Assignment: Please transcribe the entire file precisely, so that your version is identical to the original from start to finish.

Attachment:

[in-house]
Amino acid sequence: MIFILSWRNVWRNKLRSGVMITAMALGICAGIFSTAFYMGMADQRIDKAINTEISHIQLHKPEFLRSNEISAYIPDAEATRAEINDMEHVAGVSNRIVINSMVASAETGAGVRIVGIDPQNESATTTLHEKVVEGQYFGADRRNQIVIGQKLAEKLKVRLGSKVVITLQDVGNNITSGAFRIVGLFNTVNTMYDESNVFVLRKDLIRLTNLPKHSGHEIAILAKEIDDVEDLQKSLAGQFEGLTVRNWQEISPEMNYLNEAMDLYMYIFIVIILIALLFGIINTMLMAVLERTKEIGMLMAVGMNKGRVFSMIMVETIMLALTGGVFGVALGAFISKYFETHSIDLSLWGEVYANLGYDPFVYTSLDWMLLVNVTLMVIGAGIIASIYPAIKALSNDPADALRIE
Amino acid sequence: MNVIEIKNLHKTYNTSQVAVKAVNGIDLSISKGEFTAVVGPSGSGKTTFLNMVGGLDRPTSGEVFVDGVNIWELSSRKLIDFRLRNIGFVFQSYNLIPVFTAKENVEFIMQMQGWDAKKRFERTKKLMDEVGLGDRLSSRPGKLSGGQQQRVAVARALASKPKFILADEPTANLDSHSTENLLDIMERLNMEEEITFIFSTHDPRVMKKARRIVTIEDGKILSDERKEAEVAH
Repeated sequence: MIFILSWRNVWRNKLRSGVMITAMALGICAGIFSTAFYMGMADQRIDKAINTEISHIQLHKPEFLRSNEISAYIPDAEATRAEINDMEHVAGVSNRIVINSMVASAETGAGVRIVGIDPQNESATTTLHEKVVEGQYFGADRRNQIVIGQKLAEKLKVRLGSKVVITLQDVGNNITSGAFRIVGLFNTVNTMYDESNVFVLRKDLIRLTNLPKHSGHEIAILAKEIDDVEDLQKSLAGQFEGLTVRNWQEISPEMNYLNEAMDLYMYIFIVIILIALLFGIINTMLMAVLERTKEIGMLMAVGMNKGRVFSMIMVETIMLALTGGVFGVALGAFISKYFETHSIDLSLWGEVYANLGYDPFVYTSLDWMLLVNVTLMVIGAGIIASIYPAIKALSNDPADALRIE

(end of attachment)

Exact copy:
[in-house]
Amino acid sequence: MIFILSWRNVWRNKLRSGVMITAMALGICAGIFSTAFYMGMADQRIDKAINTEISHIQLHKPEFLRSNEISAYIPDAEATRAEINDMEHVAGVSNRIVINSMVASAETGAGVRIVGIDPQNESATTTLHEKVVEGQYFGADRRNQIVIGQKLAEKLKVRLGSKVVITLQDVGNNITSGAFRIVGLFNTVNTMYDESNVFVLRKDLIRLTNLPKHSGHEIAILAKEIDDVEDLQKSLAGQFEGLTVRNWQEISPEMNYLNEAMDLYMYIFIVIILIALLFGIINTMLMAVLERTKEIGMLMAVGMNKGRVFSMIMVETIMLALTGGVFGVALGAFISKYFETHSIDLSLWGEVYANLGYDPFVYTSLDWMLLVNVTLMVIGAGIIASIYPAIKALSNDPADALRIE
Amino acid sequence: MNVIEIKNLHKTYNTSQVAVKAVNGIDLSISKGEFTAVVGPSGSGKTTFLNMVGGLDRPTSGEVFVDGVNIWELSSRKLIDFRLRNIGFVFQSYNLIPVFTAKENVEFIMQMQGWDAKKRFERTKKLMDEVGLGDRLSSRPGKLSGGQQQRVAVARALASKPKFILADEPTANLDSHSTENLLDIMERLNMEEEITFIFSTHDPRVMKKARRIVTIEDGKILSDERKEAEVAH
Repeated sequence: MIFILSWRNVWRNKLRSGVMITAMALGICAGIFSTAFYMGMADQRIDKAINTEISHIQLHKPEFLRSNEISAYIPDAEATRAEINDMEHVAGVSNRIVINSMVASAETGAGVRIVGIDPQNESATTTLHEKVVEGQYFGADRRNQIVIGQKLAEKLKVRLGSKVVITLQDVGNNITSGAFRIVGLFNTVNTMYDESNVFVLRKDLIRLTNLPKHSGHEIAILAKEIDDVEDLQKSLAGQFEGLTVRNWQEISPEMNYLNEAMDLYMYIFIVIILIALLFGIINTMLMAVLERTKEIGMLMAVGMNKGRVFSMIMVETIMLALTGGVFGVALGAFISKYFETHSIDLSLWGEVYANLGYDPFVYTSLDWMLLVNVTLMVIGAGIIASIYPAIKALSNDPADALRIE